• Eric Heisserer - Arrival
  • Barry Jenkins - Moonlight
  • Theodore Melfi & Allison Schroeder - Hidden Figures
  • Fences - August Wilson
WILL WIN: Barry Jenkins - Moonlight

COULD WIN: August Williams - Fences

SHOULD WIN: Barry Jenkins - Moonlight

Saturday, December 31, 2016

La La Land

LA LA LAND (2016)

written & directed by Damien Chazelle (Whiplash)

starring Emma Stone, Ryan Gosling

ENJOYMENT: **** (out of 4)

Musicals are cheesy. They're for adults. Adults are boring. Therefore, musicals are boring. If you're anything like me, this may have been the view you held as a child about a film where the cast gets out of their cars to sing and dance on a busy Hollywood freeway in the middle of rush hour. But now as an adult, I must say that I like this movie a hell of a lot. And I'm not the only one. In fact, La La Land is the best reviewed major-release movie so far this year as determined by all audience members on IMDB and has a 9.0/10 average among >10,000 reviewers under 29 years old. This may be because La La Land is the first original musical of the 21st century and was made by a member of our generation (31 year-old writer-director Damien Chazelle, creator of Whiplash). In this world, a woman's dreams are just as important as a man's, and both partners support each other's aspirations as much as their own – for better or worse. 

La La Land is about a young aspiring actress, Mia (Emma Stone), who works as a barista in a movie studio cafe and auditions for many roles, but is stuck. After a disappointing night out, Mia stumbles into a dingy Hollywood restaurant where she hears the heartfelt jazz pianist, Sebastian (Ryan Gosling). This starts a love story that depicts the life of many aspiring artists in Hollywood – a life of auditions, rejections, unfulfilling jobs, old movie theaters, Griffith Park, traffic and grungy restaurants. Both Mia and Sebastian want success in their own careers and support the hell out of each other, but their individual paths may end up at odds with each other's. What unfolds is one of the most engulfing films of the year, full of amazing music (jazz!), colors and beautiful faces. In the end, La La Land is the first movie I've seen in 2016 that I'm excited to see for a second (and third) time. 

Oscar predictions
  • Nominations: Best Picture, Best Actress (Emma Stone), Best Actor (Ryan Gosling), Best Director, Best Original Screenplay, Best Editing, Best Cinematography, Best Original Score, Best Song ("City of Stars")
  • Wins: Best Picture (similar chances as Manchester by the Sea or Moonlight), Best Director (maybe), Best Original Score, Best Song

Manchester by the Sea


written & directed by Kenneth Lonergan (You Can Count On Me)

starring Casey Affleck, Lucas Hedges, Michelle Williams, Kyle Chandler

ENJOYMENT: **** (out of 4)

On a single day in a life of tragedy and regret, it might be hard to understand exactly the events that led to that point. Who's at fault? Can it it get better? You're in a job you can't stand. You and your wife are separated. You have lost track of your kids. You feel all alone in the world. Then, one day, your one connection to normalcy disappears and you're faced with a choice: do you make a last-ditched effort to engage or do you recede ever more into oblivion? In Manchester by the Sea, Lee Chandler (Casey Affleck) is presented with this choice. As his story unfolds through a series of disparate-seeming flashbacks that eventually tell his story, Lee begins to understand who he is as a man, and, more acutely, as an uncle. After a tragedy leaves Patrick (Lucas Hedges) in the care of his Uncle Lee, the two men explore their existence together in the small New England town that gives the film its name. Filled with love and comedy as well as utter tragedy, Manchester by the Sea is the most honest depiction of the trials as well as the joys of life that I have seen all year. For this, and for its impeccable acting, cinematography and score, this is my favorite film so far this year.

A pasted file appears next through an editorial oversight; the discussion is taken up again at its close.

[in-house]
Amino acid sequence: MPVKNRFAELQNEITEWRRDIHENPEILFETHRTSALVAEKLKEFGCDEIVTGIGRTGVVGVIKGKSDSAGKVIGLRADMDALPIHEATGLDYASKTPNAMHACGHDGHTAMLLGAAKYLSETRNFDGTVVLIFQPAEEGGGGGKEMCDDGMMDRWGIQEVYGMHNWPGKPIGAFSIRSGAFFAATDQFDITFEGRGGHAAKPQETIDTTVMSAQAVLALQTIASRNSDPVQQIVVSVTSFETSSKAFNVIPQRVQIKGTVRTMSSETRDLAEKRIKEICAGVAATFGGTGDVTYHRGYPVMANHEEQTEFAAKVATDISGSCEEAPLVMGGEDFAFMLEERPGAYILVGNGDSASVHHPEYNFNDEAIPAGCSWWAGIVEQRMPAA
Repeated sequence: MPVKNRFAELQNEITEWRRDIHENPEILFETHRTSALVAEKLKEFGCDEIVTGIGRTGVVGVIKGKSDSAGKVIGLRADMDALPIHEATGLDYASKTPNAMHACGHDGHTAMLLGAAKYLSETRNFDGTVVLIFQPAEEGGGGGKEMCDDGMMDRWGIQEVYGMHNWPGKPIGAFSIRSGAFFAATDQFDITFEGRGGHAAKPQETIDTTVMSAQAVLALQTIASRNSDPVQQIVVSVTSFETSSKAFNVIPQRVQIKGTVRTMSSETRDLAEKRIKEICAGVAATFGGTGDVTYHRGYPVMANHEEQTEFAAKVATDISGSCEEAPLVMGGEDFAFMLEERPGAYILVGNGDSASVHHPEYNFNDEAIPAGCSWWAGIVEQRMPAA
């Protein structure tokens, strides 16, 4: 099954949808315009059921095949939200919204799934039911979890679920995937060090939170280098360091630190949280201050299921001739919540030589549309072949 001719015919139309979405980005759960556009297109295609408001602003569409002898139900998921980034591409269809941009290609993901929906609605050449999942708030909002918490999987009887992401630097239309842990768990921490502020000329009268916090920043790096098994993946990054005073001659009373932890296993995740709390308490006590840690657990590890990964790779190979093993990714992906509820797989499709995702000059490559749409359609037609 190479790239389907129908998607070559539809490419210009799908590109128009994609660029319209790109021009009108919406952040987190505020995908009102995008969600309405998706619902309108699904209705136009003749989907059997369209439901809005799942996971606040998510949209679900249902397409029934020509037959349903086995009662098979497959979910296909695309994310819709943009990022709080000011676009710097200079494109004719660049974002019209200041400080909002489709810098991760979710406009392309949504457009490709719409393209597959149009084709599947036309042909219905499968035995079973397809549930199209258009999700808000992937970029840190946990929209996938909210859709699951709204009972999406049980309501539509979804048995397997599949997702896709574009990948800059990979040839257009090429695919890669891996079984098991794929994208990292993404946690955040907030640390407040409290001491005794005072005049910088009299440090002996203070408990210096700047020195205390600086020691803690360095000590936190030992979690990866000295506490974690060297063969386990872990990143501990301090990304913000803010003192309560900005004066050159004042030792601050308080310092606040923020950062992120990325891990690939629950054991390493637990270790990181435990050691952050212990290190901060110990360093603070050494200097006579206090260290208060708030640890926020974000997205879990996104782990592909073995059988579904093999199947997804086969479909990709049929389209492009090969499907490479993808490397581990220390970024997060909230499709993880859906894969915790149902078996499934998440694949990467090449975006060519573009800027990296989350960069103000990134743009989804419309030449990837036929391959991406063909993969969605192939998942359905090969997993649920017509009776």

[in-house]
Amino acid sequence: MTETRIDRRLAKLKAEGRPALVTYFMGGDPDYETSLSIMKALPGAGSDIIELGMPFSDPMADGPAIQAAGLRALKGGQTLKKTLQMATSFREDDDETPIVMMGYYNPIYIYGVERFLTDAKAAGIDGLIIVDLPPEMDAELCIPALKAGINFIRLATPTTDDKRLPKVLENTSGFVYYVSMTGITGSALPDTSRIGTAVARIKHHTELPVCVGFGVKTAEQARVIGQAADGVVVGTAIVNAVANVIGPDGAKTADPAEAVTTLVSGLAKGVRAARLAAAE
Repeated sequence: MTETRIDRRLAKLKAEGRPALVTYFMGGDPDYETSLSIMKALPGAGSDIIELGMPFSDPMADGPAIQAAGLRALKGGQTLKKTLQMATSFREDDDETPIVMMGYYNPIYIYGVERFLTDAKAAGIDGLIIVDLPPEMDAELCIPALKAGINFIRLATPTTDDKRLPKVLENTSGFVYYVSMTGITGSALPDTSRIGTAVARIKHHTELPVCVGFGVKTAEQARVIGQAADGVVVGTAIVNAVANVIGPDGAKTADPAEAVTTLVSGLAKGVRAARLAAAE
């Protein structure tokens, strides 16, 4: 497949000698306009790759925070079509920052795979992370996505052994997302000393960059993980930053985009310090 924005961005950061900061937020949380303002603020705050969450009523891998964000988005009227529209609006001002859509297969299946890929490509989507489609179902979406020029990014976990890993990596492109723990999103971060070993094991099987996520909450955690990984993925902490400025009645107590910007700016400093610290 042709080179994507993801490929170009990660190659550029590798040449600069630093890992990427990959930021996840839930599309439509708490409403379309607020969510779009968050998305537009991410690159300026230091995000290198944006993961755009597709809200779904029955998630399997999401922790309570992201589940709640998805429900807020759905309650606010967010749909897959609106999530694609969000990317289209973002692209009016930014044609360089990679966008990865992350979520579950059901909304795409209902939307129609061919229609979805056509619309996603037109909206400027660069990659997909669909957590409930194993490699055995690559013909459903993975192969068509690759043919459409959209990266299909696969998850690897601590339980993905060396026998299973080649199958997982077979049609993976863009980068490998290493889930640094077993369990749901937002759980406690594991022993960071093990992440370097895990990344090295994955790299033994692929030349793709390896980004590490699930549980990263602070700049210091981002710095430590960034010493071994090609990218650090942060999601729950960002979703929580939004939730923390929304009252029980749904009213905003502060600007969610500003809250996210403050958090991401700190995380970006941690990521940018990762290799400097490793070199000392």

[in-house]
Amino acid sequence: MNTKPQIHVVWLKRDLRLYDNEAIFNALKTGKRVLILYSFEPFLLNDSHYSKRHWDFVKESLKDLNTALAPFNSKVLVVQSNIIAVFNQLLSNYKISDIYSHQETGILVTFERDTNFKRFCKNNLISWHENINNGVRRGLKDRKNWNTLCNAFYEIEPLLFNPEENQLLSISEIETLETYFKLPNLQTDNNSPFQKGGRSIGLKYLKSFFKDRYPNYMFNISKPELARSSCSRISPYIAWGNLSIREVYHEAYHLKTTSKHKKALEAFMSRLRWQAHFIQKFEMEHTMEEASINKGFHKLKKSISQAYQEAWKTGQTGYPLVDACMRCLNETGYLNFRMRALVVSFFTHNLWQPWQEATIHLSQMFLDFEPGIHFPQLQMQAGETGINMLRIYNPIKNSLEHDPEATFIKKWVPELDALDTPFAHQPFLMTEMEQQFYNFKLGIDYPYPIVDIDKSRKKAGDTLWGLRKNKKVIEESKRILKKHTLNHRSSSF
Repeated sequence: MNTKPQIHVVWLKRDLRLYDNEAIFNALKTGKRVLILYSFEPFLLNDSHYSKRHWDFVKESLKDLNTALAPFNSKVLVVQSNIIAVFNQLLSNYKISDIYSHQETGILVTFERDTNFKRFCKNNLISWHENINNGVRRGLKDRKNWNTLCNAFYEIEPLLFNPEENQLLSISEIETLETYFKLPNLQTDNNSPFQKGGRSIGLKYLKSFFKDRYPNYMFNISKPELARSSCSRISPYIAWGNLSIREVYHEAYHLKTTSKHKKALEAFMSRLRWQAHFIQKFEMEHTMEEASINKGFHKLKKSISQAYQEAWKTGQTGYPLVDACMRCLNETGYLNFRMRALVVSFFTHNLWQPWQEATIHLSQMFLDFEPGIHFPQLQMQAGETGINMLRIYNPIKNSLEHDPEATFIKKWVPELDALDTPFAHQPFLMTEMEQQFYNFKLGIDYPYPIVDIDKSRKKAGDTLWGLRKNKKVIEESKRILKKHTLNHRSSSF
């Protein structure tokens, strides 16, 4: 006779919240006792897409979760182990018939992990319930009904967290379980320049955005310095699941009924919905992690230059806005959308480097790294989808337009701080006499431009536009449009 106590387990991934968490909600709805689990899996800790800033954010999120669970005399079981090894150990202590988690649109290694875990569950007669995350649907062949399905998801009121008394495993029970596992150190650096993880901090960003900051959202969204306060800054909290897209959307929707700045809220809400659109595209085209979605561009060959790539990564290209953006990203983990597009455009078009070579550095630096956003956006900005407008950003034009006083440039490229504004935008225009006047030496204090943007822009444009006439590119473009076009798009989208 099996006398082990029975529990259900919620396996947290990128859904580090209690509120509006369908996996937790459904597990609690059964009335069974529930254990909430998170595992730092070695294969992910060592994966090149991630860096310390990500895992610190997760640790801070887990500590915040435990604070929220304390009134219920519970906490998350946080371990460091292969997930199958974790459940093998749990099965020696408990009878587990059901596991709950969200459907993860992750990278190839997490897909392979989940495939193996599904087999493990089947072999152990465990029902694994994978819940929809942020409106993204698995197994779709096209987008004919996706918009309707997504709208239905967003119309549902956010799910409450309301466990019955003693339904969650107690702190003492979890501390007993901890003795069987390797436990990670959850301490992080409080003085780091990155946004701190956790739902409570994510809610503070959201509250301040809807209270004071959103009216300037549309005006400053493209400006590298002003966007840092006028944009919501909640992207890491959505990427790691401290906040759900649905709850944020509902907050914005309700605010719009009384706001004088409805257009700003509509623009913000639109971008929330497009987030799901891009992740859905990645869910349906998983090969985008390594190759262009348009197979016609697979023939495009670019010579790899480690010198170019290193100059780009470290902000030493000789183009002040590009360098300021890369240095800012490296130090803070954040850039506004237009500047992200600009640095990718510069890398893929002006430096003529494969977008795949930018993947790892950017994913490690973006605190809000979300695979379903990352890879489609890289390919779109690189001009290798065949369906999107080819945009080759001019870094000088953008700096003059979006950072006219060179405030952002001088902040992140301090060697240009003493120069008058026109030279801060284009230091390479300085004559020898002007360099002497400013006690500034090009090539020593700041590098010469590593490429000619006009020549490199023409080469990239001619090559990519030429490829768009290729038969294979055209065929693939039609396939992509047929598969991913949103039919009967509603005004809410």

Oscar predictions
  • Nominations: Best Picture, Best Actor (Casey Affleck), Best Supporting Actress (Michelle Williams), Best Director, Best Original Screenplay, Best Editing, Best Cinematography, Best Original Score
  • Wins: Best Picture (similar chances as La La Land and Moonlight), Best Director (maybe), Best Original Screenplay
  • Snubs: Best Supporting Actor (Lucas Hedges)

Thursday, December 31, 2015

The Stanford Prison Experiment


directed by Kyle Patrick Alvarez

written by Tim Talbott

starring Ezra Miller, Tye Sheridan, Billy Crudup

ENJOYMENT: *** (out of 4)

"Decent indie movie about the importance of a rigorous institutional review board for academic research using human subjects."

Inside Out


directed by Pete Docter, Ronnie Del Carmen (Up, Monsters Inc.)

written by Pete Docter, Meg LeFauve & Josh Cooley

starring Amy Poehler, Bill Hader, Lewis Black

ENJOYMENT: *** (out of 4)

"Cute. And deep for a kids' film. But it may be a bit too cutesy for my taste to be taken seriously, which is something that the film seems to want."

While We're Young


written & directed by Noah Baumbach (Frances Ha, Mistress America)

starring Ben Stiller, Naomi Watts, Adam Driver, Amanda Seyfried

ENJOYMENT: *** (out of 4)

"Baumbach has had a very prolific couple years, having released two movies in 2015 alone (the other being Mistress America). This film was funny and thoughtful with good actors delivering decent performances, but not Baumbach's bests."

Mistress America


directed by Noah Baumbach (Frances Ha, While We're Young)

written by Noah Baumbach & Greta Gerwig

starring Greta Gerwig, Lola Kirke, Matthew Shear

ENJOYMENT: *** (out of 4)

"From an amazing writer-director team, this dry comedy is interesting and sorta real – in the the vain of an episode of Girls. But even the best directors have flops. So many scenes needed to be reshot and yet they made it through the end. All in all, eh."